How can ACP countries harness digital innovation as a ritical enabler for promoting inclusive trade?

27 Sep 2016 13:00h - 14:30h

Event report

[Read more session reports and live updates from the 2016 WTO Public Forum.]

Important questions regarding the participation of the African, Caribbean and Pacific Group of States (ACP) in the digital economy were discussed during the WTO Public Forum 2016, in the framework of a workshop organised by the ACP Geneva Office and the Friedrich-Ebert-Stiftung Geneva Office. The workshop’s key topic was summarised in one question: How can ACP countries harness digital innovation as a critical enabler to promote inclusive trade?

At the start of this one-hour session, Marwa Kisiri, Head of the ACP Geneva Office, underlined the importance of initiating new programmes and assisting ACP countries to increase their presence in the global trade, and to raise the role of digital innovation in the process. Yvonne Theeman, Senior Programme Officer for Trade and Development at Friedrich Ebert Stiftung (FES) in Geneva, and session moderator, insisted that ACP countries are still being left behind when it comes to the digital economy.

As a core example, Roy Ombatti, founder of African Born 3D Printing in Kenya (AB3D), presented some of the concrete challenges he faces every day with his Kenyan-based start-up. His company produces 3D printers from local recycled waste, and supports new skills in Kenya. On a daily basis, difficult access to the digital economy and the lack of connectivity preclude some important transactions. According to Ombatti, because of difficulties accessing the digital market, he has had to turn down several orders and cannot benefit from advice on running his firm efficiently, or interest from potential investors.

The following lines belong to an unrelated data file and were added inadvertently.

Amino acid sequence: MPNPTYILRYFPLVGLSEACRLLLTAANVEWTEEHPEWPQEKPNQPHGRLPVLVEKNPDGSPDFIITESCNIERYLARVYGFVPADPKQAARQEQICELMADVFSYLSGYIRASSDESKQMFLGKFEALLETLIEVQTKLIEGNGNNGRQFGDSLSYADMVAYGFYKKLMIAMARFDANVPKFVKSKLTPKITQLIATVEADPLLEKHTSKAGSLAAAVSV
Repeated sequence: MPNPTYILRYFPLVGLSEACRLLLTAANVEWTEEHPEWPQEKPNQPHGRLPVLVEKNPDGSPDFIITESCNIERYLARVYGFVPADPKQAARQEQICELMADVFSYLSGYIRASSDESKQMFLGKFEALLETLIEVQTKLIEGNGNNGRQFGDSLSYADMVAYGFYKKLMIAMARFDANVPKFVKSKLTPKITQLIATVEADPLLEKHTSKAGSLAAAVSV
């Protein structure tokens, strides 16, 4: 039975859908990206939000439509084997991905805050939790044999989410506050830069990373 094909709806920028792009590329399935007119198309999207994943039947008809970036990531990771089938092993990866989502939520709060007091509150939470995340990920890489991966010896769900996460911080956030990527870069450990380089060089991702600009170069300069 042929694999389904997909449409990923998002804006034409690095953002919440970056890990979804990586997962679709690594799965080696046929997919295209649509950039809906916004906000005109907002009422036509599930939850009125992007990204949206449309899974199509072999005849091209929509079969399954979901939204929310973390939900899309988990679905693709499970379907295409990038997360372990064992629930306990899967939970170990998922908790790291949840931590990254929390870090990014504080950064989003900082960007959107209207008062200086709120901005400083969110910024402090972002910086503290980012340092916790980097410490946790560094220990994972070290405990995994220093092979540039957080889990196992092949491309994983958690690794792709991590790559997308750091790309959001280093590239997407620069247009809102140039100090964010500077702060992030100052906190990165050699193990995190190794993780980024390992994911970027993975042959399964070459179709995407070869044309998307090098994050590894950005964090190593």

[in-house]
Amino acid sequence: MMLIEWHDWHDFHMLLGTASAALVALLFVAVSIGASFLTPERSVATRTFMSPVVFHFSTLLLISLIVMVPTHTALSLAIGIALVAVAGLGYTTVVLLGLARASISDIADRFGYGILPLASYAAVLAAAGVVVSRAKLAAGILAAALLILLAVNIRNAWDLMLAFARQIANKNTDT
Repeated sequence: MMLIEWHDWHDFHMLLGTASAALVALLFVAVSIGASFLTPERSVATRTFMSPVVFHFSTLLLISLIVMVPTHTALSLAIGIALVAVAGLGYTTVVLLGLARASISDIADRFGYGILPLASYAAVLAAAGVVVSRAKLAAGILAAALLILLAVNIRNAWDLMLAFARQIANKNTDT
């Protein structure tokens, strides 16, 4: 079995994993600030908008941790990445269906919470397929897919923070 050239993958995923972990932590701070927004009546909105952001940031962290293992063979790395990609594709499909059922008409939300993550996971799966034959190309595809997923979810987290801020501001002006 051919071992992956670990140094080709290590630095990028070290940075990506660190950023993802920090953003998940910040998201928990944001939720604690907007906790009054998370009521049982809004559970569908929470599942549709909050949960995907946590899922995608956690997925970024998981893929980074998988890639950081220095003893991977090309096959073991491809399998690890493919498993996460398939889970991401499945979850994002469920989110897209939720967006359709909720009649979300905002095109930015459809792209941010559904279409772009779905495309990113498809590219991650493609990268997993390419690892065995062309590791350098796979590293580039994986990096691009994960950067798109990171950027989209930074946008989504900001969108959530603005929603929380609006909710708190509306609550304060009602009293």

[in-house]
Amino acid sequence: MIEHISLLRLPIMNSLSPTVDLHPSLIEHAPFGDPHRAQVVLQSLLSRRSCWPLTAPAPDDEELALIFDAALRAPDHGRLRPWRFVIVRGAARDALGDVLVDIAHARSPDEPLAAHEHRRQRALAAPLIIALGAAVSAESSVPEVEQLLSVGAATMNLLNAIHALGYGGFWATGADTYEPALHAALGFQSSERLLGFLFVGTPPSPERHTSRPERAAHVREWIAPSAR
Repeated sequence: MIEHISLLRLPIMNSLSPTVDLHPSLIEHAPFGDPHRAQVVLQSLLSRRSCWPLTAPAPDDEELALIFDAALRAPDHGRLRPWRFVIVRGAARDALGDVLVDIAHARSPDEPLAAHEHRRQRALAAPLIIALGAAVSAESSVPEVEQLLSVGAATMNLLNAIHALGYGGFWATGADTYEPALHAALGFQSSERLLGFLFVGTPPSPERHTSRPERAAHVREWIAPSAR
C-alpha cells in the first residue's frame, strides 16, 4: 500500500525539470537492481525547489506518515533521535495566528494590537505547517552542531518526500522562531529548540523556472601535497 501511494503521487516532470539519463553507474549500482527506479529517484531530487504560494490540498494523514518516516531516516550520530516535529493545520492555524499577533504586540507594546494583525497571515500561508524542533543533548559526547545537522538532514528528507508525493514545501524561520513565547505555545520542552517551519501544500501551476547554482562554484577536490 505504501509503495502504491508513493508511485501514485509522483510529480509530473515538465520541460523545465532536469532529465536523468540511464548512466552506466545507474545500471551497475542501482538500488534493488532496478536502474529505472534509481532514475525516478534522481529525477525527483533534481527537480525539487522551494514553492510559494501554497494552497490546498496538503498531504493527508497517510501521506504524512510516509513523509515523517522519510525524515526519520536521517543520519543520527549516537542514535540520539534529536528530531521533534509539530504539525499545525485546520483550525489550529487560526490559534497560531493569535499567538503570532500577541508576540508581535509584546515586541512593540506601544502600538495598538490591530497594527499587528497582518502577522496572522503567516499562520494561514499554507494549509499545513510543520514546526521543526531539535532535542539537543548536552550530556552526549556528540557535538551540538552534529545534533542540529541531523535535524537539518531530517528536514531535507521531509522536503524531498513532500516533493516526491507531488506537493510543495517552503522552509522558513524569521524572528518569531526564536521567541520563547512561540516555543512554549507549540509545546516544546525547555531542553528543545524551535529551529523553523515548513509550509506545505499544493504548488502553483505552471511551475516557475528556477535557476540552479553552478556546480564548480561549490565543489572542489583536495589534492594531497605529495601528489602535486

In order to provide diverse solutions to these kinds of issues, some initiatives were presented, especially by Daniela Zehentner-Capell, Head of Division, Trade-related Development Cooperation at the Federal Ministry for Economic Cooperation and Development (BMZ) in Germany. The German government has been working on several undertakings including approximately 260 ICT projects in ACP countries. It aims to join forces with the private sector and to apply ICT solutions for health and education. She also presented a subproject, Lab of tomorrow, that encourages exchanges with African entrepreneurs in order to promote business operations between the African continent and Germany. Zehentner-Capell concluded her presentation by stating that ‘now it is a question of bringing people together.’

Cécile Barayre, Economic Affairs Officer, ICT Analysis Section, Division of Technology and Logistics at the United Nations Conference on Trade and Development (UNCTAD) was the last speaker from the panel of experts. She presented the eTrade for All Initiative, a global partnership to assist ACP countries. Targeting inclusive trade and job creation, its purpose is to unlock the potential of e-commerce for developing countries. Its principal goals are to improve connectivity, develop new e-commerce platforms, and to support e-commerce companies. It provides access to financing, e-commerce strategies, ICT infrastructure, payment solutions, e-commerce skills, and a legal framework. 

by Ana Andrijević